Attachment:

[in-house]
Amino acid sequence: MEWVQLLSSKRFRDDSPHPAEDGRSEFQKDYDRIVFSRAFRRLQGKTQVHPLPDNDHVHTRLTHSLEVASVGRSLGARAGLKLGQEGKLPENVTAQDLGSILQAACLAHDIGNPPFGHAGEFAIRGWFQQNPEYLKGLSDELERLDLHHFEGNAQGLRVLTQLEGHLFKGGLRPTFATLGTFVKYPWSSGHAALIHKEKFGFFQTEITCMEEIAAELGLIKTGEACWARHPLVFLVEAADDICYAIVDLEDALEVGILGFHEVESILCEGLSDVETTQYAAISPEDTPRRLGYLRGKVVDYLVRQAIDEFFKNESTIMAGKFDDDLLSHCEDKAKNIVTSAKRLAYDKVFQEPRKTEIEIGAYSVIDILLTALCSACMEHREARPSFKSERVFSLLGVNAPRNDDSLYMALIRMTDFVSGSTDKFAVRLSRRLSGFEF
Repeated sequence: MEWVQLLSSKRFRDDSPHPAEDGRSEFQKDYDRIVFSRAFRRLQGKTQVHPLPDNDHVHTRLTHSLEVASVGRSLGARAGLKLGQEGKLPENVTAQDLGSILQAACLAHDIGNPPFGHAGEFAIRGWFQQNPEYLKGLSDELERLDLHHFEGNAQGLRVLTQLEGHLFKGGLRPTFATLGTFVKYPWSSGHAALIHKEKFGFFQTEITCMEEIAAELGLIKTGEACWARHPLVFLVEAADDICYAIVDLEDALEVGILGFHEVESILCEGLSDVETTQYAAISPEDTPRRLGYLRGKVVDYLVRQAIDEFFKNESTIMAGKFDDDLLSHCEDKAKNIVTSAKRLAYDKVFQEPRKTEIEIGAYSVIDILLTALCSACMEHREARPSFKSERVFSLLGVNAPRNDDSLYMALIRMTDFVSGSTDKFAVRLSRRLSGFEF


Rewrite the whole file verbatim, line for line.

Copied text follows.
[in-house]
Amino acid sequence: MEWVQLLSSKRFRDDSPHPAEDGRSEFQKDYDRIVFSRAFRRLQGKTQVHPLPDNDHVHTRLTHSLEVASVGRSLGARAGLKLGQEGKLPENVTAQDLGSILQAACLAHDIGNPPFGHAGEFAIRGWFQQNPEYLKGLSDELERLDLHHFEGNAQGLRVLTQLEGHLFKGGLRPTFATLGTFVKYPWSSGHAALIHKEKFGFFQTEITCMEEIAAELGLIKTGEACWARHPLVFLVEAADDICYAIVDLEDALEVGILGFHEVESILCEGLSDVETTQYAAISPEDTPRRLGYLRGKVVDYLVRQAIDEFFKNESTIMAGKFDDDLLSHCEDKAKNIVTSAKRLAYDKVFQEPRKTEIEIGAYSVIDILLTALCSACMEHREARPSFKSERVFSLLGVNAPRNDDSLYMALIRMTDFVSGSTDKFAVRLSRRLSGFEF
Repeated sequence: MEWVQLLSSKRFRDDSPHPAEDGRSEFQKDYDRIVFSRAFRRLQGKTQVHPLPDNDHVHTRLTHSLEVASVGRSLGARAGLKLGQEGKLPENVTAQDLGSILQAACLAHDIGNPPFGHAGEFAIRGWFQQNPEYLKGLSDELERLDLHHFEGNAQGLRVLTQLEGHLFKGGLRPTFATLGTFVKYPWSSGHAALIHKEKFGFFQTEITCMEEIAAELGLIKTGEACWARHPLVFLVEAADDICYAIVDLEDALEVGILGFHEVESILCEGLSDVETTQYAAISPEDTPRRLGYLRGKVVDYLVRQAIDEFFKNESTIMAGKFDDDLLSHCEDKAKNIVTSAKRLAYDKVFQEPRKTEIEIGAYSVIDILLTALCSACMEHREARPSFKSERVFSLLGVNAPRNDDSLYMALIRMTDFVSGSTDKFAVRLSRRLSGFEF